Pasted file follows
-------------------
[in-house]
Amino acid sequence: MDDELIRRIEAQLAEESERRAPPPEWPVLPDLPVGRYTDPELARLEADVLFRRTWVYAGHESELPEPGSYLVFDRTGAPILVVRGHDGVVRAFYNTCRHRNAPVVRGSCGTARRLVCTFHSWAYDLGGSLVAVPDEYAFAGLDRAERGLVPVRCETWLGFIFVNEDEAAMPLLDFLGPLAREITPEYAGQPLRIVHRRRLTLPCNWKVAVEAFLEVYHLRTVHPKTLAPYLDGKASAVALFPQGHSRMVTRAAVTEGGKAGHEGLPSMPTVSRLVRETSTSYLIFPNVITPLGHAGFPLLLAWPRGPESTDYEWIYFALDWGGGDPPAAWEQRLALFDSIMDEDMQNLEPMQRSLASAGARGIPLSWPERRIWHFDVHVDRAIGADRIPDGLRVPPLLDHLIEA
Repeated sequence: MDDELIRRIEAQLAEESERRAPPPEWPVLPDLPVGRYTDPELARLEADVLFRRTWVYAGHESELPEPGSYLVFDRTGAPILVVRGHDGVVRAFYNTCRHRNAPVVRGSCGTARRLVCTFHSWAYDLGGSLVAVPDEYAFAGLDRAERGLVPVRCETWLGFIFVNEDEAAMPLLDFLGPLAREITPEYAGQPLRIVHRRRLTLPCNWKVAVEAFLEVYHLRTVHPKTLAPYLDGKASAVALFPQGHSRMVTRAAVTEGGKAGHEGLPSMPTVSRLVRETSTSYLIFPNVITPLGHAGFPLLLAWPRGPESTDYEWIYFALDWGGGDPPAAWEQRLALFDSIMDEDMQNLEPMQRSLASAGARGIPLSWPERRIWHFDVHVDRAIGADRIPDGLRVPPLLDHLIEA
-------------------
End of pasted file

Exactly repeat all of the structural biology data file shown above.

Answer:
[in-house]
Amino acid sequence: MDDELIRRIEAQLAEESERRAPPPEWPVLPDLPVGRYTDPELARLEADVLFRRTWVYAGHESELPEPGSYLVFDRTGAPILVVRGHDGVVRAFYNTCRHRNAPVVRGSCGTARRLVCTFHSWAYDLGGSLVAVPDEYAFAGLDRAERGLVPVRCETWLGFIFVNEDEAAMPLLDFLGPLAREITPEYAGQPLRIVHRRRLTLPCNWKVAVEAFLEVYHLRTVHPKTLAPYLDGKASAVALFPQGHSRMVTRAAVTEGGKAGHEGLPSMPTVSRLVRETSTSYLIFPNVITPLGHAGFPLLLAWPRGPESTDYEWIYFALDWGGGDPPAAWEQRLALFDSIMDEDMQNLEPMQRSLASAGARGIPLSWPERRIWHFDVHVDRAIGADRIPDGLRVPPLLDHLIEA
Repeated sequence: MDDELIRRIEAQLAEESERRAPPPEWPVLPDLPVGRYTDPELARLEADVLFRRTWVYAGHESELPEPGSYLVFDRTGAPILVVRGHDGVVRAFYNTCRHRNAPVVRGSCGTARRLVCTFHSWAYDLGGSLVAVPDEYAFAGLDRAERGLVPVRCETWLGFIFVNEDEAAMPLLDFLGPLAREITPEYAGQPLRIVHRRRLTLPCNWKVAVEAFLEVYHLRTVHPKTLAPYLDGKASAVALFPQGHSRMVTRAAVTEGGKAGHEGLPSMPTVSRLVRETSTSYLIFPNVITPLGHAGFPLLLAWPRGPESTDYEWIYFALDWGGGDPPAAWEQRLALFDSIMDEDMQNLEPMQRSLASAGARGIPLSWPERRIWHFDVHVDRAIGADRIPDGLRVPPLLDHLIEA